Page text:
DAMIEN MEYER/AFP/Getty Images
Don't write this company off just yet. As BlackBerry maker Research in Motion nears the release of BlackBerry 10 and new phones, the stock is getting some respect.
It would difficult to find a better example of near-total meltdown in the tech economy that Canada's Research in Motion, maker of the once-iconic but now nearly irrelevant BlackBerry smartphone. The stock traded at nearly $150 a share at its peak in 2008.
It's now barely above $11.
But that in itself is the story this Black Friday as all of Canada rejoices! Well, maybe not. But RIM is showing its first signs of life in months, up a whopping 13-plus percent in trading Friday.
What's driving this is growing optimism that the company's new BlackBerry 10 operating system and and new lineup of touchscreen phones (better than some of its previous, much-derided touchscreen phones) will enable the company to get back into the smartphone wars, duking it out with Apple and Samsung to retake some of its lost market share.
Analysts who follow RIM are starting to see some value in a company that, while battered, still has a lot of users - and, importantly, no debt on its balance sheet. The firm really is just one device away from telling a new story about itself, and that translates into some meaningful upside potential.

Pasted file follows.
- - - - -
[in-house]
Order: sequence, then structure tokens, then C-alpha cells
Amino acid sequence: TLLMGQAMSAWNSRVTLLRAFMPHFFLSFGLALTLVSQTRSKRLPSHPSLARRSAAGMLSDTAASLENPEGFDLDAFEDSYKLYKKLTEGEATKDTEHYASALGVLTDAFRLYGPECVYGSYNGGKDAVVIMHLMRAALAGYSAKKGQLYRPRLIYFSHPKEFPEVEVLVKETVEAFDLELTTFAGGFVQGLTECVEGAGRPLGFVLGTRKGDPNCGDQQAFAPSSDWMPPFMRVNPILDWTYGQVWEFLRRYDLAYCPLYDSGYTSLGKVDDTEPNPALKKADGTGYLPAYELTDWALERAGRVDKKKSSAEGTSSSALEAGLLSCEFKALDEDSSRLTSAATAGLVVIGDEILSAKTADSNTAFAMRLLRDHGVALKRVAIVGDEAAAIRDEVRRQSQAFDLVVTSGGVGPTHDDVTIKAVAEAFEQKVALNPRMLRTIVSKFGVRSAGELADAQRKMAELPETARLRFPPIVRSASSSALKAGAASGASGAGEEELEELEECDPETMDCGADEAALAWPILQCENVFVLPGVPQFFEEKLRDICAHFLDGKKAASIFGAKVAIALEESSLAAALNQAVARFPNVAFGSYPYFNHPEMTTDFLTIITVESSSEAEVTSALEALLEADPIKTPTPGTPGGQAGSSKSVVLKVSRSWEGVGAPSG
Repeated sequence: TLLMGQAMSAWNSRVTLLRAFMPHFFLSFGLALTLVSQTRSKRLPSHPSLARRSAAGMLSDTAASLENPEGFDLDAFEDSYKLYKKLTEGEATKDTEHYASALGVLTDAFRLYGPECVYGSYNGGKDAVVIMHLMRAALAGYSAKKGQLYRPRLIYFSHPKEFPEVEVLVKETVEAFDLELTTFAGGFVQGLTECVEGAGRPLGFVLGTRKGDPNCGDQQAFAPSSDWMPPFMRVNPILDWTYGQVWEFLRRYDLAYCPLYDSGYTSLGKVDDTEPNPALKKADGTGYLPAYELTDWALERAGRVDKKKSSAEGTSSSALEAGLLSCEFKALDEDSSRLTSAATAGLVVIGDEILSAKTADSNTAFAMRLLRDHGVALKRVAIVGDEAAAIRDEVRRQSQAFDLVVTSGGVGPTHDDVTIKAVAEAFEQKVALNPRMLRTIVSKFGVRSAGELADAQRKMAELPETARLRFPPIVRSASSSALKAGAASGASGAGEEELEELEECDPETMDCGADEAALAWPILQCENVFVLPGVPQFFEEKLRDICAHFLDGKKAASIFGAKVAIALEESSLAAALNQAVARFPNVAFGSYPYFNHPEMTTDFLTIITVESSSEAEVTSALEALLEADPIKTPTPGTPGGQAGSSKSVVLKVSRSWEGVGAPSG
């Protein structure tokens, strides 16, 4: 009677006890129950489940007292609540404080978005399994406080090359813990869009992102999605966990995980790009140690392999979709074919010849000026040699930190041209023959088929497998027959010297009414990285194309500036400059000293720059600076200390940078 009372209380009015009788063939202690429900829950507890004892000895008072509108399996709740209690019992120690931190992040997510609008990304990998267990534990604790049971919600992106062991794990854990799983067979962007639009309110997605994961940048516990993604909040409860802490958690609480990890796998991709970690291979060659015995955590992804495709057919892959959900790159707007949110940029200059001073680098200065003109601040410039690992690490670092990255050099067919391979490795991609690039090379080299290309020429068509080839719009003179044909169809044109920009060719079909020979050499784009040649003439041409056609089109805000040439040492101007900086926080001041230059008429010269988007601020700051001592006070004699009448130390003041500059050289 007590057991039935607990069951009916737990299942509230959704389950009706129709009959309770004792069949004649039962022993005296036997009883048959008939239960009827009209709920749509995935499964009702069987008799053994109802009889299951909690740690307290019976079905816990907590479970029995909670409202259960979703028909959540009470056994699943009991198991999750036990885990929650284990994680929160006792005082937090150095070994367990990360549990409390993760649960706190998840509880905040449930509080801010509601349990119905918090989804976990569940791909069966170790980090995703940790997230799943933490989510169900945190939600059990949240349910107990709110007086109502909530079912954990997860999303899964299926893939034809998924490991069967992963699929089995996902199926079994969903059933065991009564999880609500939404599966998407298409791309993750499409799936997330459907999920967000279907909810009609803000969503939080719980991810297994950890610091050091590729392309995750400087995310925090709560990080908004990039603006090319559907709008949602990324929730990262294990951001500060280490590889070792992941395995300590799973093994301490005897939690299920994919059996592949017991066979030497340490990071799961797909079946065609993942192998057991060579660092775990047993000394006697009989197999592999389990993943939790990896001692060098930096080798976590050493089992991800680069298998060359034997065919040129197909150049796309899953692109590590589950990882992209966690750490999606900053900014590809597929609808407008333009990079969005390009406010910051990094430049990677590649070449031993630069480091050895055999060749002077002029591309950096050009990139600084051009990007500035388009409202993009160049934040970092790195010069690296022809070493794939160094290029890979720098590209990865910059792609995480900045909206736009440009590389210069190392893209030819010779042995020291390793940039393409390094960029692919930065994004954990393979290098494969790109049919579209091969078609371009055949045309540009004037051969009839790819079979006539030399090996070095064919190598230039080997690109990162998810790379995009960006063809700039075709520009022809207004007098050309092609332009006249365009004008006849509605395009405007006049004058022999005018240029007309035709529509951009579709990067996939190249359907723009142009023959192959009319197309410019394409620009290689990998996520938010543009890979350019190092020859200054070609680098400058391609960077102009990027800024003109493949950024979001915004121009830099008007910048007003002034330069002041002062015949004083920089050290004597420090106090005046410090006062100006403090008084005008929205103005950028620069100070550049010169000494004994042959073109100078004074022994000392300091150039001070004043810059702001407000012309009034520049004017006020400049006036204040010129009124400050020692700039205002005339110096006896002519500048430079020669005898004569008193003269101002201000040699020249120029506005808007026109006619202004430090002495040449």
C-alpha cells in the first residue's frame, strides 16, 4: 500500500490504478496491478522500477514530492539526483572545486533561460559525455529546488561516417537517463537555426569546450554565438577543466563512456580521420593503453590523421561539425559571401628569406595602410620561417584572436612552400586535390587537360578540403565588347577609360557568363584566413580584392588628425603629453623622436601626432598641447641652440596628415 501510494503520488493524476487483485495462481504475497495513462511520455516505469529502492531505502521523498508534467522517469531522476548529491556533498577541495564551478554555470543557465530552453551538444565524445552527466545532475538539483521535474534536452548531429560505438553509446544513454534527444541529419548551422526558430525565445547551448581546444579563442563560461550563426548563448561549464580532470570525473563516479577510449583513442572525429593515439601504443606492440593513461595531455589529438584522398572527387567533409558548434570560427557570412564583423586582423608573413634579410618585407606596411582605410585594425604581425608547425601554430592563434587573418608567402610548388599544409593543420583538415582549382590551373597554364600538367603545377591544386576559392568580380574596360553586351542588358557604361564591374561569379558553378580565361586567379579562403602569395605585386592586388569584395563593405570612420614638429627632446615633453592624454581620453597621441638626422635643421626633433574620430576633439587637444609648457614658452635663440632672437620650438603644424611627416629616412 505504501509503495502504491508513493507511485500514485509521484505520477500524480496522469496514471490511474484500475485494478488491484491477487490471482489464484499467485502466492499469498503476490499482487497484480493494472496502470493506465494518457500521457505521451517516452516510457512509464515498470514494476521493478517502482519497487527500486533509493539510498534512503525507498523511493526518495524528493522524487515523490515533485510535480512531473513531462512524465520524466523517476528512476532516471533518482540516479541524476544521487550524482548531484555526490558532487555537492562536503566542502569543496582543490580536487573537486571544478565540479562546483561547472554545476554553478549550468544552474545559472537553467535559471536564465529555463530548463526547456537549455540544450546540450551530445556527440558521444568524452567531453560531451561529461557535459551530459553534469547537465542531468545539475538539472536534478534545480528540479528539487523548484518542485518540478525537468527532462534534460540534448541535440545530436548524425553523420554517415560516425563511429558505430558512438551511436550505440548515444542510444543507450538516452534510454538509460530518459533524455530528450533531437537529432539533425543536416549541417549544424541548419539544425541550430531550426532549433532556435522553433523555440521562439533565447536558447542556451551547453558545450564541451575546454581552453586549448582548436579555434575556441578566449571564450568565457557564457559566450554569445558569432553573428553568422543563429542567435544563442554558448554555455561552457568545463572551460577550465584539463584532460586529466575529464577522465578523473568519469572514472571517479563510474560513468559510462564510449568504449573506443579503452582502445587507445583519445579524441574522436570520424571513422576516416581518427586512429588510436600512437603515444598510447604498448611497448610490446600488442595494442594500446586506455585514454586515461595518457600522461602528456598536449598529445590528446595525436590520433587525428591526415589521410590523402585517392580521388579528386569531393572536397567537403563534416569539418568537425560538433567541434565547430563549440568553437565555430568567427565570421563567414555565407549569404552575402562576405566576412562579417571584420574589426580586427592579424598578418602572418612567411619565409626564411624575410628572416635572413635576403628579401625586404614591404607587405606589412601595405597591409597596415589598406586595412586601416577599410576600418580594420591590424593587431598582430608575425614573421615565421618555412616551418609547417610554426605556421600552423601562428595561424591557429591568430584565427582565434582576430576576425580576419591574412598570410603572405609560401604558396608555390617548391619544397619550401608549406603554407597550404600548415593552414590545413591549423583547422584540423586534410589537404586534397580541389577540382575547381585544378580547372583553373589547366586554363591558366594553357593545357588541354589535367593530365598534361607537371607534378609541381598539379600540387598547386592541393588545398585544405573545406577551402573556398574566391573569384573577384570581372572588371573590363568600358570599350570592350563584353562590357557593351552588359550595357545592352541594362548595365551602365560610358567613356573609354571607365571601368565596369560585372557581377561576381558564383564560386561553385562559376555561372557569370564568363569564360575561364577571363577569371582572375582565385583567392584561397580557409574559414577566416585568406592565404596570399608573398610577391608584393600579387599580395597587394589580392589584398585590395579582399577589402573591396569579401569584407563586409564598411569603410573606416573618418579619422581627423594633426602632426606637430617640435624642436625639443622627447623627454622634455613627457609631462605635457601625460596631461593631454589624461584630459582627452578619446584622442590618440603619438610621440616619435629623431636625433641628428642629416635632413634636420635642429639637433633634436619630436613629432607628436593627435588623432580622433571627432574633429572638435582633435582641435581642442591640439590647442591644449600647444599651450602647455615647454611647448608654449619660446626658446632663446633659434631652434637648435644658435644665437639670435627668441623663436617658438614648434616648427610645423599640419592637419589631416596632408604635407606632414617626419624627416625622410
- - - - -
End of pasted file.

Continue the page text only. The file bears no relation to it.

BB10 has been delayed, but details are starting to leak out and RIM is beginning to showcase the new phone (see video, below). There's nothing radical on the horizon, but RIM does seem to have joined Microsoft in proposing sone revisions to the Apple-centric view of how a smartphone is supposed to look, feel, and function. At its core, BB10 has placed the emphasis on multitasking, offering the ability for users to keep numerous apps running simultaneously.
There's no way around it: RIM needs BB10 to succeed. Urgently. Former bastions of RIM — businesses and government agencies that valued the company's emphasis on security over style — have begun to defect to Apple and Android. RIM needs to win them back and shore up its base, capturing the millions of current BlackBerry loyalists who plan to dump their phones with the next upgrade cycle.
Who knows, it may even be able to win Hollywood agents back. Ari Gold of "Entourage" was a BlackBerry guy just a couple of years ago.
If RIM can pull this off, its could stage a comeback that would be Apple-esque (although in the long run, probably not as wildly lucrative for RIM investors — Apple went from near-bankruptcy in the late 1990s to the world's most valuable company now). It's had a horrible few years. Its back is against the wall. No one seems to want to buy it. But if BB10 is a hit, the company may remember Black Friday as the day RIM finally saw some light at the end of the tunnel.